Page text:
The modern day PG Wodehouse? Done that. Worked in Oddbins? Done that. Written a drinks book? Just done that. Here’s an average week in the very colourful life of writer, and now author, Henry Jeffreys.
Henry Jeffreys is the kind of character you would want at your own classic dinner party. But here he shares who he would want and a whole lot more from his average week of tasting, drinking and writing.
What was the highlight of your last working week?
Four days in Armenia with one of the most inspirational people in wine, Zorik Gharibian from Zorik wines. Superb wines, warm people and great food. There’s so much potential there but it’s also a precarious country still struggling with its tragic history.
And the lowlight of your last working week?
Nearly getting arrested at Liverpool Street station on my way to Armenia. I dropped my ticket on the track and, without really thinking about it, jumped down to pick it up. Railway staff not amused.
What is the best part of your job?
Free booze, travel, good food, nice people
What is the thing about your job you would like to improve?
I should be paid more and more promptly.
How has 2016 been for you and your business?
This was the year I went fully freelance after years of combining writing with a full time job in publishing. It’s been absolutely terrifying not having that monthly wage arriving in my bank account but also liberating. If only people would pay more promptly. Have I already said that?
What are the key trends that are impacting your business. How do you hope to live up to them?
I think I may have picked exactly the wrong time to become a freelance writer. Every week I read another article on the death of journalism. Having said that I’m doing OK, probably. I am not at all precious. I’ve learnt the art of becoming an instant expert on things I don’t know that much about. I’m hoping my forthcoming book, Empire of Booze, will be so successful that I’ll never have to work again.
Favourite restaurant you have eaten this year and why?
I love Barrafina near Charing Cross station. The food is always excellent, much better than most tapas places in Barcelona. In fact, despite the informal seating arrangements, it’s actually more of a restaurant than a bar. I had the most delicious Arroz Negre (paella made with squid ink) recently. They have a great sherry list too.
Also very keen on the Begging Bowl, a Thai restaurant in Peckham.
Favourite bottle of wine you have had in the last month. Why and where did you drink it?
Probably the 2014 of Zorah Yeraz made from a vineyard at 1,600 metres above sea level. The vines are probably about 100 years old and grow amongst rocks and walnut trees. The intensity and purity knocked me out. Drunk over pork kebabs in Armenia with a Robbie Burns quoting archaeologist.
Also the Seresin Sun & Moon Pinot Noir 2009 was in a lovely place. Great balance between sweet fruit and vigour and mature leathery notes with tannins absolutely a point. It’s not often I try mature New Zealand Pinot and was seriously impressed. Tried this at a tasting at St John’s on Maltby Street.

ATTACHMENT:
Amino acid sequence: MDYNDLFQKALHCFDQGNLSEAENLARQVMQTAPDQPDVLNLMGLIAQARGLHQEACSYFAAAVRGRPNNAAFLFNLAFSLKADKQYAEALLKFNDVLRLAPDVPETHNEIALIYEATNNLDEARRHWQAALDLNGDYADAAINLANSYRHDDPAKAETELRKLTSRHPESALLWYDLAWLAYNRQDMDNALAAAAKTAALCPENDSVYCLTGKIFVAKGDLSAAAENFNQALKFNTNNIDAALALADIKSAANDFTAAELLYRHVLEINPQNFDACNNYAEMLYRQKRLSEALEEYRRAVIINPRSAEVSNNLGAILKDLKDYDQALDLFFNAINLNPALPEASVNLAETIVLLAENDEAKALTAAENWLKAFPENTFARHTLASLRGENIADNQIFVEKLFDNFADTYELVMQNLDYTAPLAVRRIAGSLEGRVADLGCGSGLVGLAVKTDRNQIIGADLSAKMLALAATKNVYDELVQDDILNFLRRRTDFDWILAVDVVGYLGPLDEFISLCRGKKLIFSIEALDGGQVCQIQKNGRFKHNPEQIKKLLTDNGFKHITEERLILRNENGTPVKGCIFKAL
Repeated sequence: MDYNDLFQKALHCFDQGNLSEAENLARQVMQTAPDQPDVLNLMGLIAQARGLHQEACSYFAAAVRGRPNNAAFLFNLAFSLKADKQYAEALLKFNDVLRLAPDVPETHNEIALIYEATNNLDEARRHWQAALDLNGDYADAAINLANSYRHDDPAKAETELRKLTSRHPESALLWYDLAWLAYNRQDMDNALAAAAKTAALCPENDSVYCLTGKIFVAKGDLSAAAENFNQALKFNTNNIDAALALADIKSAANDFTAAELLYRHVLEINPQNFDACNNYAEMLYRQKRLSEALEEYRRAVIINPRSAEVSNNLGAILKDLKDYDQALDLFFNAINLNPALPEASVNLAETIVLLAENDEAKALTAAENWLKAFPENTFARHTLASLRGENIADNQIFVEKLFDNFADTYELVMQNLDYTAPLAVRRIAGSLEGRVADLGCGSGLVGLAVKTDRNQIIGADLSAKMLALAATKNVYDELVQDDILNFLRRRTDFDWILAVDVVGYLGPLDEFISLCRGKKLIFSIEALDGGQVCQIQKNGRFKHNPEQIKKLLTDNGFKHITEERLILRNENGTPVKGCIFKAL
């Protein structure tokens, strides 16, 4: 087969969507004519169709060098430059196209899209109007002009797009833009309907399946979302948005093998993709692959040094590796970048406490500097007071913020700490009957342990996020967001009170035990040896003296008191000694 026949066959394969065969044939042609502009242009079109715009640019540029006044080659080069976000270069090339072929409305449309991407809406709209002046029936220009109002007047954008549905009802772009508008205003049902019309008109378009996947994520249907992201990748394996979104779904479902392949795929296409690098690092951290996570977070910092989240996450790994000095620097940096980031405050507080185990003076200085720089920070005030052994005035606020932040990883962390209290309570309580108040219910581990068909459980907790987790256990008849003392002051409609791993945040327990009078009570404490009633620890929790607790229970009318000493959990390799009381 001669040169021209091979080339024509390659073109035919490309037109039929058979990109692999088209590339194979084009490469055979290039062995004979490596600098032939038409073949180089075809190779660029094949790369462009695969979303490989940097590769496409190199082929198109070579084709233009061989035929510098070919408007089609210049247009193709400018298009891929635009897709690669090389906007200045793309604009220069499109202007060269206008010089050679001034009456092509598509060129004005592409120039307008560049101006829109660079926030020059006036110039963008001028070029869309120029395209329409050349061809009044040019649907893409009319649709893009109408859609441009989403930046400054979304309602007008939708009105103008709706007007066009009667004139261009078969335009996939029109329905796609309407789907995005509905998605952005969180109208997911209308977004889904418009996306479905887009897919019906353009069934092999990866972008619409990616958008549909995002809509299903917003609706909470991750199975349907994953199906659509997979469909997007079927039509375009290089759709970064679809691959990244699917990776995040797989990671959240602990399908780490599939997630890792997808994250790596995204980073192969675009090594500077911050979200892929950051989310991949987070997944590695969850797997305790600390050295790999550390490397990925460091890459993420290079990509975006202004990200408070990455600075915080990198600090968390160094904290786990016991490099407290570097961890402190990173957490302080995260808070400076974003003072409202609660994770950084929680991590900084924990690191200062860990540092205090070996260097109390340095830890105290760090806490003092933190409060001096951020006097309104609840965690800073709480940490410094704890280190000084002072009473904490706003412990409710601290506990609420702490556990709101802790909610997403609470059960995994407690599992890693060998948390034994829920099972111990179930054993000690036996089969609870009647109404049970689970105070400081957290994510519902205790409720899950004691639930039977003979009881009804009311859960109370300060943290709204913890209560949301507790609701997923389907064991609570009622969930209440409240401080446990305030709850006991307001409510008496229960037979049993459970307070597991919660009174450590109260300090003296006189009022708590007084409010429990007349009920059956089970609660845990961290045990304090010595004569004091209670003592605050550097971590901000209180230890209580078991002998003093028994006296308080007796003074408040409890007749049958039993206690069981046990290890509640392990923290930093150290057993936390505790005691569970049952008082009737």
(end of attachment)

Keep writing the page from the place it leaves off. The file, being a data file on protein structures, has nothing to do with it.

Favourite cocktail you have had this year. Why and where did you drink it?
Rosato negroni at Bar Termini in Soho. Made with rose-infused liqueur in addition to the standard ingredients.The result is then cooked a little and aged. It’s subtler, nuttier and more complex than a normal Negroni.
If you could pick three people for a classic dinner party from the trade who would they be?
John Franklin from Mentzendorff, Jason Yapp from Yapp Bros and Helen Chesshire from the Chesshire Set and Brighton Gin. I’d need at least two days off work afterwards to recover.
Best job you have had in your career. Why did you leave?
I loved working as a sales assistant at Oddbins in Leeds just after graduating. We used to supply all the best bars in town and would then get free drink and preferential treatment in the evenings. It was a bit like that bit in Goodfellas where the Ray Liotta character takes Lorraine Bracco to the Copacabana Club, only in Yorkshire.
I left to become assistant manager of Oddbins on Portobello Road which was nowhere near as much fun. I left Oddbins shortly afterwards to work in publishing.
Also being wine critic for The Lady was funny because people used to treat me like a character from a PG Wodehouse story.
Who have been the mentors in your career or people who have inspired you the most?
As a writer Craig Brown (from Private Eye) has been incredibly supportive. Patrick Matthews was a great help and influence when I started writing about wine. Jancis Robinson MW, Tim Atkin MW and Victoria Moore have also been very encouraging.
What is the your favourite film or book that includes wine/drink?
It’s not a particularly original one but probably Brideshead Revisited by Evelyn Waugh. Hemingway’s A Farewell to Arms also great for the drinks.
Where did you go on summer holidays? And what were you drinking?
We stayed at a friend’s house in Marbella and had a completely non wine holiday. We drank a very nice Godello blend from Lidl which was €4 a bottle and lots of ice cold Heineken by the pool.